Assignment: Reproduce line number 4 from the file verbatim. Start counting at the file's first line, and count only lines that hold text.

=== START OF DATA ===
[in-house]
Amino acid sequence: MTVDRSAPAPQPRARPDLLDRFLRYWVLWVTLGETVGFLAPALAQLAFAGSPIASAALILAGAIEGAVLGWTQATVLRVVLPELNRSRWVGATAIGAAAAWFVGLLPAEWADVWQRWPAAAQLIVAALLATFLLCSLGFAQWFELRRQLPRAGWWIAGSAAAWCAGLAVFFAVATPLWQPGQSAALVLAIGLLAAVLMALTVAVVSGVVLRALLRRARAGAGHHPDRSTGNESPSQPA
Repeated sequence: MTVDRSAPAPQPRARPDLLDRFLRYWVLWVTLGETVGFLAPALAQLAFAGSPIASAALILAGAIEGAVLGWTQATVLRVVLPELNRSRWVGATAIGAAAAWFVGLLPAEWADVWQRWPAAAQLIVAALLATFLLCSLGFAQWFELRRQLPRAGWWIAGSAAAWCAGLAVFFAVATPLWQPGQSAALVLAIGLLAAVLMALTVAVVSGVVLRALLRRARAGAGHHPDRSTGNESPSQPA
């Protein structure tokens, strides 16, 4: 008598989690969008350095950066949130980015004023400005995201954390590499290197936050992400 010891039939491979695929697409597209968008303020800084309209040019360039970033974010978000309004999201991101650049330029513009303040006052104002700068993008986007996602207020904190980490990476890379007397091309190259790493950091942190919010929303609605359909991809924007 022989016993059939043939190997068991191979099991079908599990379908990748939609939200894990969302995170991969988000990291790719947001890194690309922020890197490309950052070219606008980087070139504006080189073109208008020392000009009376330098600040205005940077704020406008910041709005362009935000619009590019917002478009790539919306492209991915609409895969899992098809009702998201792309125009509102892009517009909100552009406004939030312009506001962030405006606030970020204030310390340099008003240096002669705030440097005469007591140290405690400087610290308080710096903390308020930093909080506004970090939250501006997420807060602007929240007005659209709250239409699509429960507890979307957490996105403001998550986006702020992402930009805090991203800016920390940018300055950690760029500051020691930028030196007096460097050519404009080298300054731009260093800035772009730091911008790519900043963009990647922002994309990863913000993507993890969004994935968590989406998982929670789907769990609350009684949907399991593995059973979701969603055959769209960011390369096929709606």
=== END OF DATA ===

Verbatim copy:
């Protein structure tokens, strides 16, 4: 008598989690969008350095950066949130980015004023400005995201954390590499290197936050992400 010891039939491979695929697409597209968008303020800084309209040019360039970033974010978000309004999201991101650049330029513009303040006052104002700068993008986007996602207020904190980490990476890379007397091309190259790493950091942190919010929303609605359909991809924007 022989016993059939043939190997068991191979099991079908599990379908990748939609939200894990969302995170991969988000990291790719947001890194690309922020890197490309950052070219606008980087070139504006080189073109208008020392000009009376330098600040205005940077704020406008910041709005362009935000619009590019917002478009790539919306492209991915609409895969899992098809009702998201792309125009509102892009517009909100552009406004939030312009506001962030405006606030970020204030310390340099008003240096002669705030440097005469007591140290405690400087610290308080710096903390308020930093909080506004970090939250501006997420807060602007929240007005659209709250239409699509429960507890979307957490996105403001998550986006702020992402930009805090991203800016920390940018300055950690760029500051020691930028030196007096460097050519404009080298300054731009260093800035772009730091911008790519900043963009990647922002994309990863913000993507993890969004994935968590989406998982929670789907769990609350009684949907399991593995059973979701969603055959769209960011390369096929709606």